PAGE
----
An Invasive Species Nightmare: A True Story

By Wildlife Biologist Mark Allaback

Although it has taken a decade and is (somewhat) ongoing, I believe I have been instrumental in eradicating bullfrogs (Rana catesbeiana) after they were introduced to the Big Sur Watershed in 2000 at a California Red-Legged Frog (Rana draytonii) breeding pond. Of course, the bullfrog eradication effort required lots of work, including 2 pond drainings and endless hunting. But since there were no known bullfrog sources from the relatively isolated area, it was a worthwhile effort.

Unfortunately, we have also lost the California Red-Legged Frog breeding population from the site, almost certainly due to Louisiana Red Swamp Crayfish (Procambarus clarkii). Although present when I arrived in 2000, after draining the pond, they completely took over, effectively removing all submergent vegetative cover and presumably feasting on eggs and tadpoles (scattered detections of tiny numbers of late-stage tadpoles were nearly all hammered by pincers). The pond is perennial. Daily crayfish trapping does nothing, although 5000-6000 crayfish are removed each year.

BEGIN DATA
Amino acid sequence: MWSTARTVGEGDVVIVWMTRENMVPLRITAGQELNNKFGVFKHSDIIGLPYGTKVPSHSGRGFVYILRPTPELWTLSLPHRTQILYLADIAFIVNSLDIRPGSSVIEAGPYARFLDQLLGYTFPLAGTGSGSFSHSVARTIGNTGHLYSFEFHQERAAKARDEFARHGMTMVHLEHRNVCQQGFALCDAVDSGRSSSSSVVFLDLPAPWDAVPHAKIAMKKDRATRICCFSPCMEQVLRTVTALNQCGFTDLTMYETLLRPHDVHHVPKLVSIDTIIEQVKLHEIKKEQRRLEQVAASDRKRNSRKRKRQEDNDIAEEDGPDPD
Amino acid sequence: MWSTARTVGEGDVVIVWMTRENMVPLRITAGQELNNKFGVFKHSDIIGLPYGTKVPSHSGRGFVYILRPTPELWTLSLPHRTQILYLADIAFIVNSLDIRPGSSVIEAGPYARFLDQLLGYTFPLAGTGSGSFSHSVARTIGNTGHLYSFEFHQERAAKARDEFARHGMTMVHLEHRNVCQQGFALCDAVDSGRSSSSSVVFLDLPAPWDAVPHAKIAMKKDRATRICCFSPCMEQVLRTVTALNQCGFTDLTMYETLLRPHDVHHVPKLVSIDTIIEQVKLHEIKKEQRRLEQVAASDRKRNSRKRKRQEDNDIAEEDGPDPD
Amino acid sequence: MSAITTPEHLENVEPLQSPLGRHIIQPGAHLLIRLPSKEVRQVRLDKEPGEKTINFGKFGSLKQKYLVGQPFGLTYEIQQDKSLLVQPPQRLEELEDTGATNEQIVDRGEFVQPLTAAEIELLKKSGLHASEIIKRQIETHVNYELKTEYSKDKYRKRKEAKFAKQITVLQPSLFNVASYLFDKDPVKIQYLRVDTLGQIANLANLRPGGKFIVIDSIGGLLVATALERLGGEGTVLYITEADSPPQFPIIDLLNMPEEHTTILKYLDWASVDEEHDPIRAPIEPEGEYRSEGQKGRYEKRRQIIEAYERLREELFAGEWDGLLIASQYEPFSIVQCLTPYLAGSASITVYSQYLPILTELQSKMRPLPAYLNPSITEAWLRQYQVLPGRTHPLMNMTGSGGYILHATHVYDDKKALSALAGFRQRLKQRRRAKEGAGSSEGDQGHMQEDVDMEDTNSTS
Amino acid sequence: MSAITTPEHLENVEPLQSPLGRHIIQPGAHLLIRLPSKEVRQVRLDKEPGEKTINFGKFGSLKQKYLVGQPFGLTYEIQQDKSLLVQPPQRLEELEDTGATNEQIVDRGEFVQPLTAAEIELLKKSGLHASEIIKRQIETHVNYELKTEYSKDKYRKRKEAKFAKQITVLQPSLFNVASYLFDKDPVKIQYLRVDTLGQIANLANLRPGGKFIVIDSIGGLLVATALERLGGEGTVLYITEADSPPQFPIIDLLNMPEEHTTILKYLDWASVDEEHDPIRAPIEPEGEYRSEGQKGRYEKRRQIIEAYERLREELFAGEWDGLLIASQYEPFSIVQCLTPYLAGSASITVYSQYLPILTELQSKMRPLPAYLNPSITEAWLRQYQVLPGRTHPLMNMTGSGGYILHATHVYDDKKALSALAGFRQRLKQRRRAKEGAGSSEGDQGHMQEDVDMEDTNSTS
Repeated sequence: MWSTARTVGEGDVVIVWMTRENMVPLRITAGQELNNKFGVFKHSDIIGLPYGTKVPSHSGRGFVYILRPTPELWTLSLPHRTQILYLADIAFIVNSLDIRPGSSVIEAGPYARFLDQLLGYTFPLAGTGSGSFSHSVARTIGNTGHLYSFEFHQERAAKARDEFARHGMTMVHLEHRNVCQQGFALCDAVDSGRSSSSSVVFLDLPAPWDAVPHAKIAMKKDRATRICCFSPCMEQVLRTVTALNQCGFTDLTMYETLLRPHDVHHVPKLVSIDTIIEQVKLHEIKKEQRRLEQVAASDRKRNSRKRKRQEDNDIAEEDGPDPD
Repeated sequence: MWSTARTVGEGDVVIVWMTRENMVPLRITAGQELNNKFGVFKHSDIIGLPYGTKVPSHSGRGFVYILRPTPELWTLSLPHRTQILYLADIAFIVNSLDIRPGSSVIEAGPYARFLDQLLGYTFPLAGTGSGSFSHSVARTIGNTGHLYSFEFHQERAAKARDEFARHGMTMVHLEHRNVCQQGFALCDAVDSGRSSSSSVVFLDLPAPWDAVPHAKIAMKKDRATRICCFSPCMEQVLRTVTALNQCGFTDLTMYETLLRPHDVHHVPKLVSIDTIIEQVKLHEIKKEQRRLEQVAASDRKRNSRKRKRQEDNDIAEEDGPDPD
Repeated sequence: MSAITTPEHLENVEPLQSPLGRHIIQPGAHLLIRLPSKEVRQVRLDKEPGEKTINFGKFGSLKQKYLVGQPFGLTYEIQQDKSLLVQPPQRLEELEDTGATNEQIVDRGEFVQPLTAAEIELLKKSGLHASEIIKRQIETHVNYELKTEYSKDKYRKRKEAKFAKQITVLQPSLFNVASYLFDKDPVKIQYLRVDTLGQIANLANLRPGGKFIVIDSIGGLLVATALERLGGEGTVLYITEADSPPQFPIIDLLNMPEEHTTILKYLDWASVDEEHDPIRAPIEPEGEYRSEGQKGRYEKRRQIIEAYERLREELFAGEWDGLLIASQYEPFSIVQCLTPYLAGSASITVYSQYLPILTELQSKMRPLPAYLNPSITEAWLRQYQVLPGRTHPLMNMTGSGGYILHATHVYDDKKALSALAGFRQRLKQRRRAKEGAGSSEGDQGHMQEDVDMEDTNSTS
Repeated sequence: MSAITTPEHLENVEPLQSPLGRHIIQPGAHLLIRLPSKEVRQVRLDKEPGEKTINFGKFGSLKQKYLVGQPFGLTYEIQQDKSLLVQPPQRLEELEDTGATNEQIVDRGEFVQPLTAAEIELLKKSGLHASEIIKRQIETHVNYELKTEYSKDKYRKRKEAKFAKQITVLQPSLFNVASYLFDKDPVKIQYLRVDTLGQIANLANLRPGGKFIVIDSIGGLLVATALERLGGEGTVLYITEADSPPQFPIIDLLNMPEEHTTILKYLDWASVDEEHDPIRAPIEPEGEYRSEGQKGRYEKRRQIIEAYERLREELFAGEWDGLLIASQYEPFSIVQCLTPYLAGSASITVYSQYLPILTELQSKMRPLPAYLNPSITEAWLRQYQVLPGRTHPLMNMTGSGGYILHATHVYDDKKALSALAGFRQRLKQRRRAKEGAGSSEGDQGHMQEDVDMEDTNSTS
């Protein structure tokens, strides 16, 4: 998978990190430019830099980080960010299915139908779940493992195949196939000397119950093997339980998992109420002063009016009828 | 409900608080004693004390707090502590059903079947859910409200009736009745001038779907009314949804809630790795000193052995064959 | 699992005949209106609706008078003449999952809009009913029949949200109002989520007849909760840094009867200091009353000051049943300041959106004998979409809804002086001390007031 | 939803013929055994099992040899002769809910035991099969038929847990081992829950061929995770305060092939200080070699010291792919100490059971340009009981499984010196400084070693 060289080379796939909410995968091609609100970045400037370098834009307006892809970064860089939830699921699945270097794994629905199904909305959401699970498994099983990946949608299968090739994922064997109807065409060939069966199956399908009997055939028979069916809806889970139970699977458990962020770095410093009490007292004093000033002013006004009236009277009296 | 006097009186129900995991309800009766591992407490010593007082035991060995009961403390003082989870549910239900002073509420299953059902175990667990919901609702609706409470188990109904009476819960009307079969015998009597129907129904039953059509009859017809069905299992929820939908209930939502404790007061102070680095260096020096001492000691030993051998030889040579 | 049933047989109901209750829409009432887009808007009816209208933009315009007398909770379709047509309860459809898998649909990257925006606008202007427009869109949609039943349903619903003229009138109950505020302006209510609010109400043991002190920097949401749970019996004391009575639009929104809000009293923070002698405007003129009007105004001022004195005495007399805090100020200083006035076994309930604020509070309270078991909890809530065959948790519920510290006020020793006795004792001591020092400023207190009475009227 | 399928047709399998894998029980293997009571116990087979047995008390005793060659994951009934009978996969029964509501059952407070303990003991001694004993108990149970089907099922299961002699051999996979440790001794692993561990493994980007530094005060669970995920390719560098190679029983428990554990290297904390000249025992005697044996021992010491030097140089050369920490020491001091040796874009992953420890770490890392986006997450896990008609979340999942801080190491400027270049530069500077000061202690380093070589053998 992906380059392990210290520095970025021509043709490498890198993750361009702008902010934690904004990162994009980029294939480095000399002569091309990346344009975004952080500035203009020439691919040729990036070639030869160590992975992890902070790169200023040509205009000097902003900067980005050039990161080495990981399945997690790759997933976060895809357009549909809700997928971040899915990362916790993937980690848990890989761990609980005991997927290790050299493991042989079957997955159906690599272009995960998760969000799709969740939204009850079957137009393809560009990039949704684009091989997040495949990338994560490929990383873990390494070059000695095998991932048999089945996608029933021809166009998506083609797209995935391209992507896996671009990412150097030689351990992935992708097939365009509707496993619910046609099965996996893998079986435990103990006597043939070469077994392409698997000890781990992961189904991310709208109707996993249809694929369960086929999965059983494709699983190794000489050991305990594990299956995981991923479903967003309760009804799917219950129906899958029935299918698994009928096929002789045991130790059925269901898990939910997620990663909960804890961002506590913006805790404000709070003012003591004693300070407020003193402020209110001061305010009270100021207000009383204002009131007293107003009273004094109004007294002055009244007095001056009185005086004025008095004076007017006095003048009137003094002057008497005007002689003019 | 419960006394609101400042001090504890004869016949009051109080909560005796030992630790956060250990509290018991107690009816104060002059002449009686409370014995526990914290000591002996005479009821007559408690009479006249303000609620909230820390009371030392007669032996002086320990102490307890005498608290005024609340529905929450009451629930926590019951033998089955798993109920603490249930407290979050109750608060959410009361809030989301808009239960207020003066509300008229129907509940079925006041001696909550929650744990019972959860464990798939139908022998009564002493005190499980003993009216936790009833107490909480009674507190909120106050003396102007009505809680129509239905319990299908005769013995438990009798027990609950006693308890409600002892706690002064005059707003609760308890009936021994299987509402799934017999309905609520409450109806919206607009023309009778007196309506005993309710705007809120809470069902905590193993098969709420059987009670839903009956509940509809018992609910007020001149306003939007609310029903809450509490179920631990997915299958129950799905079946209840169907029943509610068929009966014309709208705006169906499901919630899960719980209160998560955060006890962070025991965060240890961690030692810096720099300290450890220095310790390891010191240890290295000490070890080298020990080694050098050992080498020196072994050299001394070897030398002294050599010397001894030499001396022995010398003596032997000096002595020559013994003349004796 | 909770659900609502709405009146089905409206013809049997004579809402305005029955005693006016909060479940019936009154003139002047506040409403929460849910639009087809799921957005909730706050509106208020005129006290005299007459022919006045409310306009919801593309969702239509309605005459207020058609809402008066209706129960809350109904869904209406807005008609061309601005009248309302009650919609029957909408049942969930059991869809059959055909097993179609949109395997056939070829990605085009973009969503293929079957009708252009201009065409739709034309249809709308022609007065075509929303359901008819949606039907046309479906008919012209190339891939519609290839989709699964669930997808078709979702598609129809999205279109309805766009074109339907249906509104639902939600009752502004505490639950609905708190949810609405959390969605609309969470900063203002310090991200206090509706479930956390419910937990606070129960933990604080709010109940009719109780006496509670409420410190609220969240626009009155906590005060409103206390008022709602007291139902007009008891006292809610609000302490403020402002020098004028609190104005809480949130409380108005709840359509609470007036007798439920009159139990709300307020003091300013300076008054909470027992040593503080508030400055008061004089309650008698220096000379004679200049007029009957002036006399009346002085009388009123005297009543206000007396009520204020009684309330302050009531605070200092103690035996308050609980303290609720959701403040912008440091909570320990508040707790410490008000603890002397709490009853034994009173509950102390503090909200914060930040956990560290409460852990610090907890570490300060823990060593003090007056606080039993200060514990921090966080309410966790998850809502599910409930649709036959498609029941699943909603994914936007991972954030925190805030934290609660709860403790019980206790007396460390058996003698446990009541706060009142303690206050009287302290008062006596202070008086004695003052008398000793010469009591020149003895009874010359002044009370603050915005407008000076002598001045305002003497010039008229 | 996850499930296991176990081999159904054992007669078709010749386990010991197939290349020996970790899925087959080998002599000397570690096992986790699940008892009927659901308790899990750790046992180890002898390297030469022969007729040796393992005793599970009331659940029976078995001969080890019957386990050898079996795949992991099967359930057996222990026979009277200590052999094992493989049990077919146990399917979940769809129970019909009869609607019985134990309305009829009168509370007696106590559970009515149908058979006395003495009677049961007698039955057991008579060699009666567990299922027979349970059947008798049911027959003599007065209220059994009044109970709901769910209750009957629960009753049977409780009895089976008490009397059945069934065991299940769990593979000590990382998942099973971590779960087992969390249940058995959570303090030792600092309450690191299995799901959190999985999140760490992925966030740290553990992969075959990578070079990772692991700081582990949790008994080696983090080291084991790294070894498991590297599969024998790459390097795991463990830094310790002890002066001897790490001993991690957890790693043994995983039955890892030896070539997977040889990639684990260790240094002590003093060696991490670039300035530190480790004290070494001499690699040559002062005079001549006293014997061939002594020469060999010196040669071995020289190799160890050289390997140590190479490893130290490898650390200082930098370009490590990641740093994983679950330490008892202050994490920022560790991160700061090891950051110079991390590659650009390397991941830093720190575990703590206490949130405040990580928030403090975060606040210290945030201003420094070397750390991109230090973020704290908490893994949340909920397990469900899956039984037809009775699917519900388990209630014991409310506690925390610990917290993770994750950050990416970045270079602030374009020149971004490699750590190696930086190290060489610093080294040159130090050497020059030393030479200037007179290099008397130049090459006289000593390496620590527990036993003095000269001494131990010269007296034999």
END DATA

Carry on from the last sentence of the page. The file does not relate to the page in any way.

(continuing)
This year we may essentially take the pond out of commission, at least half the year, by dewatering in late May and keeping it dry until the rains begin in Oct. Perhaps if we do this, the crayfish reproductive cycle will break, and Red-Legged Frogs will one day re-colonize. However, Red-Legged Frogs have not bred successfully since about 2002, although they attempted to for many years (egg mass counts have dropped from ~45 in 2004 to 1 this year).

The crayfish burrow but maybe reducing the hydro-period to 6-7 months for 1 or more years will take them out. My fear is that they will return, since I have seen them disperse overland and found them under debris far from water.

Learn more about invasive species here.

Add to FacebookAdd to DiggAdd to Del.icio.usAdd to StumbleuponAdd to RedditAdd to BlinklistAdd to TwitterAdd to TechnoratiAdd to Yahoo BuzzAdd to Newsvine